Power, by definition, is the ability to find a statistically significant difference when the null hypothesis is in fact false, in other words power is your ability to find a difference when a real difference exists. The power of a study is determined by three factors: the sample size, the alpha level, and the effect size.
Most of the time when a researcher is concerned about issues regarding power it is when a study if first being proposed prior to collection of any data. In this situation, the investigator wants to determine what an appropriate sample size would be or justify a proposed sample size. In order to answer this question, the researcher needs to know the other two parts of the equation: alpha level and effect size. Determining an alpha level is usually a pretty easy task, figuring out the effect size is another matter.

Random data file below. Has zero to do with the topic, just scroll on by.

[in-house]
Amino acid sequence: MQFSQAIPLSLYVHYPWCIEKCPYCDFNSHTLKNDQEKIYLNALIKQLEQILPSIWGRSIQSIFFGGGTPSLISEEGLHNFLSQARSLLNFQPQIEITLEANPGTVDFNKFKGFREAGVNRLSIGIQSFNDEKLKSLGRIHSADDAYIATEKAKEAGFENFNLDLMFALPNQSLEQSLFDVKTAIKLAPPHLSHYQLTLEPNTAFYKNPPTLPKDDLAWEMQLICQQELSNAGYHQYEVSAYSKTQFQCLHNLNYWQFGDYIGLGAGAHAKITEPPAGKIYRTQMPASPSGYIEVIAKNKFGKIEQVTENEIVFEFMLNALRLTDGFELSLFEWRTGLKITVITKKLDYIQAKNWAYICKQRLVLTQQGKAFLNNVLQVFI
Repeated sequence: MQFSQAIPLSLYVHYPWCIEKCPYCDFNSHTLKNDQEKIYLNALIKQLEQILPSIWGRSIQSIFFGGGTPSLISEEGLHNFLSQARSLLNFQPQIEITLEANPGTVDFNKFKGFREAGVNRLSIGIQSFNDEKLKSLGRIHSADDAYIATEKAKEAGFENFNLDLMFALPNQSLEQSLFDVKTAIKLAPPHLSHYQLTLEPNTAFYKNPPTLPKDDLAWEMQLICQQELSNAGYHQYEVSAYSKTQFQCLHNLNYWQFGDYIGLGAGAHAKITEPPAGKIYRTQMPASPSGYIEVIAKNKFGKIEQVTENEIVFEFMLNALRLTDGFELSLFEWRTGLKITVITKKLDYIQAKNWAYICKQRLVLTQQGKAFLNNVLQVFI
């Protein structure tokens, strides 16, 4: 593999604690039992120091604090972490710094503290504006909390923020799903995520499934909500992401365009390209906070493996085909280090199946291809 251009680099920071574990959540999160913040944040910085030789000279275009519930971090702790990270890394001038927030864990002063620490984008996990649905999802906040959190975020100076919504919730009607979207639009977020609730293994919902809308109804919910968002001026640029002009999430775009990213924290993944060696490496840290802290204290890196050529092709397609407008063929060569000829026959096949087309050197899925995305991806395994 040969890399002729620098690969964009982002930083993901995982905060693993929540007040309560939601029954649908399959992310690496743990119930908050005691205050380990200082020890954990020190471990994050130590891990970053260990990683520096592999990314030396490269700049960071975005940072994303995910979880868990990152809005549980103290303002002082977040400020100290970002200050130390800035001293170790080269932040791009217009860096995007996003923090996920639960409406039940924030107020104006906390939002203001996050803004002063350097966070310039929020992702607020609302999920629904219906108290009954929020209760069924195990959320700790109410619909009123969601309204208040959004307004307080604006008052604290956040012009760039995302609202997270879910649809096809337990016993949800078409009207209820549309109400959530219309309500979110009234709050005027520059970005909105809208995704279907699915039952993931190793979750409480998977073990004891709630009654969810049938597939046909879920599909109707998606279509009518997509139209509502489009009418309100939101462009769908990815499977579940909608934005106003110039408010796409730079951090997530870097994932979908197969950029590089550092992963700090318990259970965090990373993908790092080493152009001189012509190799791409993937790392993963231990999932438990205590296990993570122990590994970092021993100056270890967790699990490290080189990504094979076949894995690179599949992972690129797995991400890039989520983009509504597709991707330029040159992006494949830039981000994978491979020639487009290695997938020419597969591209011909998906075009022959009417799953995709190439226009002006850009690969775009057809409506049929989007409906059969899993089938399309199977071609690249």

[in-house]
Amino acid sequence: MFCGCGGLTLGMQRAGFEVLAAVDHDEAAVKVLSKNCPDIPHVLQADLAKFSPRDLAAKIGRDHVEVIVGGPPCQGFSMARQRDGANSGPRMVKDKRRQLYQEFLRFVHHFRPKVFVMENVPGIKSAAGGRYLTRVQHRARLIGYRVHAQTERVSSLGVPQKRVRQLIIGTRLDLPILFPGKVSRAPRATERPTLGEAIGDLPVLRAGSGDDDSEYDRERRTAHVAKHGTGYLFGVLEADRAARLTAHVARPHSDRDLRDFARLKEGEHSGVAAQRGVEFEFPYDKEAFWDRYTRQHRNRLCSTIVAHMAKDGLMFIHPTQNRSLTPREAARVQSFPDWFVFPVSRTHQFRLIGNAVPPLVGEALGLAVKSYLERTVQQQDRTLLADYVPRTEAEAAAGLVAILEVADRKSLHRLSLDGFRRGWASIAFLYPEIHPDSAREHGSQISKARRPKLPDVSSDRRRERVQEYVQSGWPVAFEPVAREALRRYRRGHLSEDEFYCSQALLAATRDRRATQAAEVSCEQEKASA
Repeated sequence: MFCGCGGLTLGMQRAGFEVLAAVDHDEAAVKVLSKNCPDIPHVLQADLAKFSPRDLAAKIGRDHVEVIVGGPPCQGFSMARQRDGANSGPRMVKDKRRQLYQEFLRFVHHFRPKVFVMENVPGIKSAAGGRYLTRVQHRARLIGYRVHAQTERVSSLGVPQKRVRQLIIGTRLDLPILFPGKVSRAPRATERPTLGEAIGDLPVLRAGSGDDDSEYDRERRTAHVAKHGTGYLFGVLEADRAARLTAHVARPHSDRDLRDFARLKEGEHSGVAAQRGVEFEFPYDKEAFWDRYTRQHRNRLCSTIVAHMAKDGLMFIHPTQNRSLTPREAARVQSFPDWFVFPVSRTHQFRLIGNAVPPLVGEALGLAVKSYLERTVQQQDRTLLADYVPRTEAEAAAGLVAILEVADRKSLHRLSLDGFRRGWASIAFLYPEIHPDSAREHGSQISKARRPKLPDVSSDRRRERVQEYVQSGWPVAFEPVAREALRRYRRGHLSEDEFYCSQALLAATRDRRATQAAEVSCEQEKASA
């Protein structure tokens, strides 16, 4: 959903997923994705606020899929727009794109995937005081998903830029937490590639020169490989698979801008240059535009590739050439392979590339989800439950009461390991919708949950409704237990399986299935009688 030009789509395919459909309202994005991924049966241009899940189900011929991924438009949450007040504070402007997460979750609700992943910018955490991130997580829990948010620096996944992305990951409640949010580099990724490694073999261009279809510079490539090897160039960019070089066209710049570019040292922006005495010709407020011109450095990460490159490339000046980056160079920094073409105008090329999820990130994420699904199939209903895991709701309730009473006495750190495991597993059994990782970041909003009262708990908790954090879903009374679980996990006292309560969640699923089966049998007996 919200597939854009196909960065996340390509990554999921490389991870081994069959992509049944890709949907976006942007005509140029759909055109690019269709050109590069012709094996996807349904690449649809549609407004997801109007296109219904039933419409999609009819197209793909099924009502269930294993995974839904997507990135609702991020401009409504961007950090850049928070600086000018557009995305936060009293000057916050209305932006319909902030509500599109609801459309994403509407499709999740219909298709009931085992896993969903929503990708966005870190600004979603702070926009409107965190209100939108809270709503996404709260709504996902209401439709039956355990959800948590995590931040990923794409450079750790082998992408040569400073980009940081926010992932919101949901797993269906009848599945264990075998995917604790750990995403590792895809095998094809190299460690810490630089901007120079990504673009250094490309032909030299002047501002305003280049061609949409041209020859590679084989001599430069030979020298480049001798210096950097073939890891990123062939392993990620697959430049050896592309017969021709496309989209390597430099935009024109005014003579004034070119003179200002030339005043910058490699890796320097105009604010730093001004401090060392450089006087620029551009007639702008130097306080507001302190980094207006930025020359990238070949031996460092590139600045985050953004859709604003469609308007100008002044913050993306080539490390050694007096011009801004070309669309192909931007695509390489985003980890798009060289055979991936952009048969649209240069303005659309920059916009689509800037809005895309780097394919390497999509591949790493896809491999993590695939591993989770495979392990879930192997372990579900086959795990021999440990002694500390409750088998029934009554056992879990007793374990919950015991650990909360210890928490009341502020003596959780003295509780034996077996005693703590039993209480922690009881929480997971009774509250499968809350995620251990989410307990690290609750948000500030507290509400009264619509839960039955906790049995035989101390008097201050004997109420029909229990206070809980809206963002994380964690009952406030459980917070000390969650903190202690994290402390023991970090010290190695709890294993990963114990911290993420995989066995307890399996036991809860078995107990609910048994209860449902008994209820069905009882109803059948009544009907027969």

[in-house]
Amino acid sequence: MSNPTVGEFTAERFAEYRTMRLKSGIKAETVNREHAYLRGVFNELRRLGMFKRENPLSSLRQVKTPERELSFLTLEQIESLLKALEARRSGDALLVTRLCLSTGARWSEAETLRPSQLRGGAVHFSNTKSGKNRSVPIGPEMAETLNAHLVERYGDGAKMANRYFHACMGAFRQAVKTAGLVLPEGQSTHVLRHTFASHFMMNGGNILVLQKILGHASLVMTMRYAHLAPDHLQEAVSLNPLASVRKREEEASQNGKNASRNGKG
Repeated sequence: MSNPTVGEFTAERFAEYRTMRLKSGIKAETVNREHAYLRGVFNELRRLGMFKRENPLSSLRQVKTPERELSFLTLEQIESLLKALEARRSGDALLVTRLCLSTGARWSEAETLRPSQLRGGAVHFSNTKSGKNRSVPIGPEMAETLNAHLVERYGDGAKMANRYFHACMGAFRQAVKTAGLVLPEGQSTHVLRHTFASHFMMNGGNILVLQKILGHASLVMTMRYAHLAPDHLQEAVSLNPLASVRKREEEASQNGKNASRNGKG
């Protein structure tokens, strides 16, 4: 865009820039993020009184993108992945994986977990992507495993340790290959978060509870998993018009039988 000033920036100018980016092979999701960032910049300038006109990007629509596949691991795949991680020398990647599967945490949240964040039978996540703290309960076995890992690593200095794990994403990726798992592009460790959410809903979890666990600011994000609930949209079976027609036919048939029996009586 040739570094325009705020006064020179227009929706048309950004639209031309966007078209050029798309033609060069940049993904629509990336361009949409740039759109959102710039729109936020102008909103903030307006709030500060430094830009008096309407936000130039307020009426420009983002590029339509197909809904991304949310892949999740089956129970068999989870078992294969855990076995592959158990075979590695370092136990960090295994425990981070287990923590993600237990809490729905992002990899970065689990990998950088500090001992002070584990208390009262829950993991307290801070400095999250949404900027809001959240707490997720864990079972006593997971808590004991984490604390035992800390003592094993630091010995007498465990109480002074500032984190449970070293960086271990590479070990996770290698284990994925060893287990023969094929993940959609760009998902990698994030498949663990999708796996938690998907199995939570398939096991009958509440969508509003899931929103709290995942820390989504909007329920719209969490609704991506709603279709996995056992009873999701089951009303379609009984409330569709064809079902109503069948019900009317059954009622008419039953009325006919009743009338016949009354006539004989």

Cohen, regarded as the deity of power analysis, (1977, 1988) justifies these levels of effect sizes.
|Effect size Index||Small||Medium||Large|
|t-test on Means||d||0.20||0.50||0.80|
|t-test on Correlations||r||0.10||0.30||0.50|
There are a number of web resources related to statistical power analyses